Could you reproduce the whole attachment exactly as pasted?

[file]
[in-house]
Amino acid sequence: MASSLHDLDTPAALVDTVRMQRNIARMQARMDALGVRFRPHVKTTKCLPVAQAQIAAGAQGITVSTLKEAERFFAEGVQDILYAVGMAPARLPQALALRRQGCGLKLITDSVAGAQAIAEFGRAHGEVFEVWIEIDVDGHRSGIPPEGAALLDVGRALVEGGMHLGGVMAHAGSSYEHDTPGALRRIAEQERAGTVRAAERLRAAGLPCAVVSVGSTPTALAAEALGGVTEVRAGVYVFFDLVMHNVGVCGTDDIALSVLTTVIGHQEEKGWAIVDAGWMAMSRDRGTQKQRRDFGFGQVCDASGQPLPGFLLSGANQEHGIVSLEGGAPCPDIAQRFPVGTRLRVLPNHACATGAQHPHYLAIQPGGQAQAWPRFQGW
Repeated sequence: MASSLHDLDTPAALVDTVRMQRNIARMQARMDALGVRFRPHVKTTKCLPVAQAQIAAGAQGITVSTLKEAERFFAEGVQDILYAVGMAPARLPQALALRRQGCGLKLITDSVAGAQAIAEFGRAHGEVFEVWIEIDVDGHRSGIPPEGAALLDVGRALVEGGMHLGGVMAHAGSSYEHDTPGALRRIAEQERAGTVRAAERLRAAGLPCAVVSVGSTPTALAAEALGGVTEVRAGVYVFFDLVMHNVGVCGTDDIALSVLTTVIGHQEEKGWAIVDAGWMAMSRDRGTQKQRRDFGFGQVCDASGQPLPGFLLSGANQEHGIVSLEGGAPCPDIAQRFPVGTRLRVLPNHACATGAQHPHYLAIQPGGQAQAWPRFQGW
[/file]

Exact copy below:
[in-house]
Amino acid sequence: MASSLHDLDTPAALVDTVRMQRNIARMQARMDALGVRFRPHVKTTKCLPVAQAQIAAGAQGITVSTLKEAERFFAEGVQDILYAVGMAPARLPQALALRRQGCGLKLITDSVAGAQAIAEFGRAHGEVFEVWIEIDVDGHRSGIPPEGAALLDVGRALVEGGMHLGGVMAHAGSSYEHDTPGALRRIAEQERAGTVRAAERLRAAGLPCAVVSVGSTPTALAAEALGGVTEVRAGVYVFFDLVMHNVGVCGTDDIALSVLTTVIGHQEEKGWAIVDAGWMAMSRDRGTQKQRRDFGFGQVCDASGQPLPGFLLSGANQEHGIVSLEGGAPCPDIAQRFPVGTRLRVLPNHACATGAQHPHYLAIQPGGQAQAWPRFQGW
Repeated sequence: MASSLHDLDTPAALVDTVRMQRNIARMQARMDALGVRFRPHVKTTKCLPVAQAQIAAGAQGITVSTLKEAERFFAEGVQDILYAVGMAPARLPQALALRRQGCGLKLITDSVAGAQAIAEFGRAHGEVFEVWIEIDVDGHRSGIPPEGAALLDVGRALVEGGMHLGGVMAHAGSSYEHDTPGALRRIAEQERAGTVRAAERLRAAGLPCAVVSVGSTPTALAAEALGGVTEVRAGVYVFFDLVMHNVGVCGTDDIALSVLTTVIGHQEEKGWAIVDAGWMAMSRDRGTQKQRRDFGFGQVCDASGQPLPGFLLSGANQEHGIVSLEGGAPCPDIAQRFPVGTRLRVLPNHACATGAQHPHYLAIQPGGQAQAWPRFQGW